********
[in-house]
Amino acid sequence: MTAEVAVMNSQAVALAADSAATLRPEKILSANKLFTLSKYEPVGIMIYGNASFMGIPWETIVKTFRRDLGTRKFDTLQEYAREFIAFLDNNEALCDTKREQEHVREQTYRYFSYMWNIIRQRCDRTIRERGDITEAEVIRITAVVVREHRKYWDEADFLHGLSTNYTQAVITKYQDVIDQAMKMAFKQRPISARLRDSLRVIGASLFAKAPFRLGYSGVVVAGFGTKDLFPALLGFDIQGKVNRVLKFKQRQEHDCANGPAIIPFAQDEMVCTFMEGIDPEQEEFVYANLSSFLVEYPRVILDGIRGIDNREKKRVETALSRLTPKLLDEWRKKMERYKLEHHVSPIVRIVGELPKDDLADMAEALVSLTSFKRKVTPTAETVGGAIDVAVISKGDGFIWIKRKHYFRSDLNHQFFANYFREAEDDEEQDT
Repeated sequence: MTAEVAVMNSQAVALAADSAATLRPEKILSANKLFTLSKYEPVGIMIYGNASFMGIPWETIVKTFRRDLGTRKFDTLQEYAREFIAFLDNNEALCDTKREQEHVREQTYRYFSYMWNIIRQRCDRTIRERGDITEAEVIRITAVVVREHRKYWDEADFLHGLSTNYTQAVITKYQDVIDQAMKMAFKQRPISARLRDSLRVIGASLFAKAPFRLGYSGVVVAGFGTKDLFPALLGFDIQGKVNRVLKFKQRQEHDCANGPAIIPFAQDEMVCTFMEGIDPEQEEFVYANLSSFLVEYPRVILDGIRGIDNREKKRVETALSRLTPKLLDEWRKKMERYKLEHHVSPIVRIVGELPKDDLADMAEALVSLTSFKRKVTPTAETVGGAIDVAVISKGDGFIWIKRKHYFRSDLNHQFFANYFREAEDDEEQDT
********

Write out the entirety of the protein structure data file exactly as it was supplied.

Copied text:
[in-house]
Amino acid sequence: MTAEVAVMNSQAVALAADSAATLRPEKILSANKLFTLSKYEPVGIMIYGNASFMGIPWETIVKTFRRDLGTRKFDTLQEYAREFIAFLDNNEALCDTKREQEHVREQTYRYFSYMWNIIRQRCDRTIRERGDITEAEVIRITAVVVREHRKYWDEADFLHGLSTNYTQAVITKYQDVIDQAMKMAFKQRPISARLRDSLRVIGASLFAKAPFRLGYSGVVVAGFGTKDLFPALLGFDIQGKVNRVLKFKQRQEHDCANGPAIIPFAQDEMVCTFMEGIDPEQEEFVYANLSSFLVEYPRVILDGIRGIDNREKKRVETALSRLTPKLLDEWRKKMERYKLEHHVSPIVRIVGELPKDDLADMAEALVSLTSFKRKVTPTAETVGGAIDVAVISKGDGFIWIKRKHYFRSDLNHQFFANYFREAEDDEEQDT
Repeated sequence: MTAEVAVMNSQAVALAADSAATLRPEKILSANKLFTLSKYEPVGIMIYGNASFMGIPWETIVKTFRRDLGTRKFDTLQEYAREFIAFLDNNEALCDTKREQEHVREQTYRYFSYMWNIIRQRCDRTIRERGDITEAEVIRITAVVVREHRKYWDEADFLHGLSTNYTQAVITKYQDVIDQAMKMAFKQRPISARLRDSLRVIGASLFAKAPFRLGYSGVVVAGFGTKDLFPALLGFDIQGKVNRVLKFKQRQEHDCANGPAIIPFAQDEMVCTFMEGIDPEQEEFVYANLSSFLVEYPRVILDGIRGIDNREKKRVETALSRLTPKLLDEWRKKMERYKLEHHVSPIVRIVGELPKDDLADMAEALVSLTSFKRKVTPTAETVGGAIDVAVISKGDGFIWIKRKHYFRSDLNHQFFANYFREAEDDEEQDT